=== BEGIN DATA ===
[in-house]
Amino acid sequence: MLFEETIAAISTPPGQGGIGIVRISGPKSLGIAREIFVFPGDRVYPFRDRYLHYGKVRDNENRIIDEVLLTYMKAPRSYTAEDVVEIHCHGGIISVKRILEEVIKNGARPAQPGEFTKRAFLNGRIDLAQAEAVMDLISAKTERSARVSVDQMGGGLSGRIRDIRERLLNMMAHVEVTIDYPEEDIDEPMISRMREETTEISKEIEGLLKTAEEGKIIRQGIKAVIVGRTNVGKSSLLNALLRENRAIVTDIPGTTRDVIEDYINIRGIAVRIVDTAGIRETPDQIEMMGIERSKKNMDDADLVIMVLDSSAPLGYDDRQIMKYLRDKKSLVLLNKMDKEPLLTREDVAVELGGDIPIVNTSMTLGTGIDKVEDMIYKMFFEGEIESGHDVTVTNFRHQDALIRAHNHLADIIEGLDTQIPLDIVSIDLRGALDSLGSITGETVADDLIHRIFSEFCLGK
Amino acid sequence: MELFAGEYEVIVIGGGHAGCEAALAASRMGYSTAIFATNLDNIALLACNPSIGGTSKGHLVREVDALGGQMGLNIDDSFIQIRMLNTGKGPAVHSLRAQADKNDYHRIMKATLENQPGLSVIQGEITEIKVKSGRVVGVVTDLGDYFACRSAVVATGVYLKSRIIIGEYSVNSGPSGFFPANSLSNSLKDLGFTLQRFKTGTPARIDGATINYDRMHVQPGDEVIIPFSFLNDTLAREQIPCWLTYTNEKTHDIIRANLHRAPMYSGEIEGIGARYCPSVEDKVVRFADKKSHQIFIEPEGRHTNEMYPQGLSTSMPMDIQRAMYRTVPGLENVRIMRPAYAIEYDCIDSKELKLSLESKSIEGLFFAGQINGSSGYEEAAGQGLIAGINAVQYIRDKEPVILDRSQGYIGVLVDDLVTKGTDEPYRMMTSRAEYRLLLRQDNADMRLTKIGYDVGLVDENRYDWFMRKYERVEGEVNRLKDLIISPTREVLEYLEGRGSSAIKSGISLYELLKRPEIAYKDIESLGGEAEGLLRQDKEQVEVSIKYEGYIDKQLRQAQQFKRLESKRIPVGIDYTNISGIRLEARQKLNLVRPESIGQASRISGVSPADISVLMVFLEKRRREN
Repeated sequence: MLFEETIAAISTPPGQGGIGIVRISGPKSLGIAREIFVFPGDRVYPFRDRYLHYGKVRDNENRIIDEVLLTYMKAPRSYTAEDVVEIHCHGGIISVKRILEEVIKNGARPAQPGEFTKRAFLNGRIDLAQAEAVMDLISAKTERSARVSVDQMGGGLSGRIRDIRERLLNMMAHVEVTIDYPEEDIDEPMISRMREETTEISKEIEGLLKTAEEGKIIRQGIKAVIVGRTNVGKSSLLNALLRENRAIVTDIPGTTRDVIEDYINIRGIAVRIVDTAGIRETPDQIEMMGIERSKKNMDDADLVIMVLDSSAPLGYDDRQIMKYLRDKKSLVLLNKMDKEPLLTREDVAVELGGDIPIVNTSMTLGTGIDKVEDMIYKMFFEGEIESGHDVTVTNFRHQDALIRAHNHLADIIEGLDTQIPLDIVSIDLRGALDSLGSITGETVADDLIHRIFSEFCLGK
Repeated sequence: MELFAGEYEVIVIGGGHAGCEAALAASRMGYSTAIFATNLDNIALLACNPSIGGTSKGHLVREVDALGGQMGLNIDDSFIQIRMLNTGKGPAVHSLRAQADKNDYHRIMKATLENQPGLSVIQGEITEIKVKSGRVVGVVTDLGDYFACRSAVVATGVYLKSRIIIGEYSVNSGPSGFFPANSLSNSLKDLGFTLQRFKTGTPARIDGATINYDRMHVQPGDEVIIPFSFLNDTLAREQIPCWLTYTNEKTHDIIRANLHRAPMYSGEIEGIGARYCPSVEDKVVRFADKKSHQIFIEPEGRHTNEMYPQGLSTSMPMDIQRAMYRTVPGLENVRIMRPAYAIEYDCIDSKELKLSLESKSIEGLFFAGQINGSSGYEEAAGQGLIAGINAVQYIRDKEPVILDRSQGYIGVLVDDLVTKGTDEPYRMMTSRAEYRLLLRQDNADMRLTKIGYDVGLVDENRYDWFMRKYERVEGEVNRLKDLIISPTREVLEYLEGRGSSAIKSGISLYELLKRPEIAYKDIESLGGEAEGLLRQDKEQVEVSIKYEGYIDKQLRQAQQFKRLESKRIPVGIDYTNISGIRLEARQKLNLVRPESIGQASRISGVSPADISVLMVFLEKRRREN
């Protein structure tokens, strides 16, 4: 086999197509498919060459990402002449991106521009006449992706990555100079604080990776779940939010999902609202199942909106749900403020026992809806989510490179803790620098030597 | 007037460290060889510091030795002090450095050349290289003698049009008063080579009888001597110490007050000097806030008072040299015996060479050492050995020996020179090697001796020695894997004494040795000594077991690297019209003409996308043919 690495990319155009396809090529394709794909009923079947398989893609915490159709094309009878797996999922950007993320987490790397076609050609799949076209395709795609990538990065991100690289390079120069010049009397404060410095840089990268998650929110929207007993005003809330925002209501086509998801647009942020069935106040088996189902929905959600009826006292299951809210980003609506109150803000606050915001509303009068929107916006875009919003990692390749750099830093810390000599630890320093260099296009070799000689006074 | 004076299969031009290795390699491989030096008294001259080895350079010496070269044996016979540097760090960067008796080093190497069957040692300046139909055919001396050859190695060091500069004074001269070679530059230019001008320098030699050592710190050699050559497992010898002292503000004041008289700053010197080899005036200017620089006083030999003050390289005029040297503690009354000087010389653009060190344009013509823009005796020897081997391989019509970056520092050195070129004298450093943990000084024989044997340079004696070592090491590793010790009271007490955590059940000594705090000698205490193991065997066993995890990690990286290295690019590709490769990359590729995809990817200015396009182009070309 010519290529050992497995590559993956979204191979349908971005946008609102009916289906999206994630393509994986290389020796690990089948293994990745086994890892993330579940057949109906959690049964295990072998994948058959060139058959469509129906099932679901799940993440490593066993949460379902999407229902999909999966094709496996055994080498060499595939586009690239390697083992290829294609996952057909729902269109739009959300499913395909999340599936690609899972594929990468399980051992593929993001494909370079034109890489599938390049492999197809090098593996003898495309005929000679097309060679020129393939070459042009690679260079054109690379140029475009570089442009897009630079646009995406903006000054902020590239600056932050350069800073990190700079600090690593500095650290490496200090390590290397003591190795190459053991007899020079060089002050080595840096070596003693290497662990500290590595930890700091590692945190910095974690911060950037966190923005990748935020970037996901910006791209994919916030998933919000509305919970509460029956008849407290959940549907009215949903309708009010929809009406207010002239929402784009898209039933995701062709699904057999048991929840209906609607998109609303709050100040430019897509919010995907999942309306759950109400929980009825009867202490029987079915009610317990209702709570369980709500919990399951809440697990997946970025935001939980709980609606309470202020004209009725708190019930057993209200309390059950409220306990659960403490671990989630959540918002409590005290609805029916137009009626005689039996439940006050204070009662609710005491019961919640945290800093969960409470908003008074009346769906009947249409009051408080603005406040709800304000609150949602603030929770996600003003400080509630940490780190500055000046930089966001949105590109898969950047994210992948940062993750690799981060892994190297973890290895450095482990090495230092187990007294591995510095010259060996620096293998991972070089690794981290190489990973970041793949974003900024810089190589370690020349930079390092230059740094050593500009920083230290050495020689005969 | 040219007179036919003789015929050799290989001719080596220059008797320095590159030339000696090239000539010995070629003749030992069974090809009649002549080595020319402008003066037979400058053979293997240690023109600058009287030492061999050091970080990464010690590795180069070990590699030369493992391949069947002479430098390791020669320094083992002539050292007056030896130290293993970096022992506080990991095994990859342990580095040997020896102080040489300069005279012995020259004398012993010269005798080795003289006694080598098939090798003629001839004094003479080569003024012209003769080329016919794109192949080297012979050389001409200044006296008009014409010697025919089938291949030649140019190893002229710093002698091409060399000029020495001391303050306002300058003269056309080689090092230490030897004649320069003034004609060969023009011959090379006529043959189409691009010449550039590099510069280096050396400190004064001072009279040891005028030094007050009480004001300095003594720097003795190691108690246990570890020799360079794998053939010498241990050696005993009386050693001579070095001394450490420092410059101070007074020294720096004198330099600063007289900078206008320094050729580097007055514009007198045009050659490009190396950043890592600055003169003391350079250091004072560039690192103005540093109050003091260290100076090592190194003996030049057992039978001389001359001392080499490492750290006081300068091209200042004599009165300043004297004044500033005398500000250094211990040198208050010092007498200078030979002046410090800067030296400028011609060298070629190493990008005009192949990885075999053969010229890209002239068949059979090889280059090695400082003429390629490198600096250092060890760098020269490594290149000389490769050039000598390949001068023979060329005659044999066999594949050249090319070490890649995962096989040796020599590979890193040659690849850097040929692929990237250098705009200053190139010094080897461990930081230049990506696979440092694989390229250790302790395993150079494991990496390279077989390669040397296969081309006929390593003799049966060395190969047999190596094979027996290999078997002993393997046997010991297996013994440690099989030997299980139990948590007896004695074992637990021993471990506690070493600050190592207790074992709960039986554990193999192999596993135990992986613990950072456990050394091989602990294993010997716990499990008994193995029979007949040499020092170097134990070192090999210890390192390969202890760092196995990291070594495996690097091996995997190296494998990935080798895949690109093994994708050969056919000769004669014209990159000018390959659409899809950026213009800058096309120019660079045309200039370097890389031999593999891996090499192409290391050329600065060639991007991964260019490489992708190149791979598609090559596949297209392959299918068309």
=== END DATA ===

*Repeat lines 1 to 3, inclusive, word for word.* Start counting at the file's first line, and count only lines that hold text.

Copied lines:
[in-house]
Amino acid sequence: MLFEETIAAISTPPGQGGIGIVRISGPKSLGIAREIFVFPGDRVYPFRDRYLHYGKVRDNENRIIDEVLLTYMKAPRSYTAEDVVEIHCHGGIISVKRILEEVIKNGARPAQPGEFTKRAFLNGRIDLAQAEAVMDLISAKTERSARVSVDQMGGGLSGRIRDIRERLLNMMAHVEVTIDYPEEDIDEPMISRMREETTEISKEIEGLLKTAEEGKIIRQGIKAVIVGRTNVGKSSLLNALLRENRAIVTDIPGTTRDVIEDYINIRGIAVRIVDTAGIRETPDQIEMMGIERSKKNMDDADLVIMVLDSSAPLGYDDRQIMKYLRDKKSLVLLNKMDKEPLLTREDVAVELGGDIPIVNTSMTLGTGIDKVEDMIYKMFFEGEIESGHDVTVTNFRHQDALIRAHNHLADIIEGLDTQIPLDIVSIDLRGALDSLGSITGETVADDLIHRIFSEFCLGK
Amino acid sequence: MELFAGEYEVIVIGGGHAGCEAALAASRMGYSTAIFATNLDNIALLACNPSIGGTSKGHLVREVDALGGQMGLNIDDSFIQIRMLNTGKGPAVHSLRAQADKNDYHRIMKATLENQPGLSVIQGEITEIKVKSGRVVGVVTDLGDYFACRSAVVATGVYLKSRIIIGEYSVNSGPSGFFPANSLSNSLKDLGFTLQRFKTGTPARIDGATINYDRMHVQPGDEVIIPFSFLNDTLAREQIPCWLTYTNEKTHDIIRANLHRAPMYSGEIEGIGARYCPSVEDKVVRFADKKSHQIFIEPEGRHTNEMYPQGLSTSMPMDIQRAMYRTVPGLENVRIMRPAYAIEYDCIDSKELKLSLESKSIEGLFFAGQINGSSGYEEAAGQGLIAGINAVQYIRDKEPVILDRSQGYIGVLVDDLVTKGTDEPYRMMTSRAEYRLLLRQDNADMRLTKIGYDVGLVDENRYDWFMRKYERVEGEVNRLKDLIISPTREVLEYLEGRGSSAIKSGISLYELLKRPEIAYKDIESLGGEAEGLLRQDKEQVEVSIKYEGYIDKQLRQAQQFKRLESKRIPVGIDYTNISGIRLEARQKLNLVRPESIGQASRISGVSPADISVLMVFLEKRRREN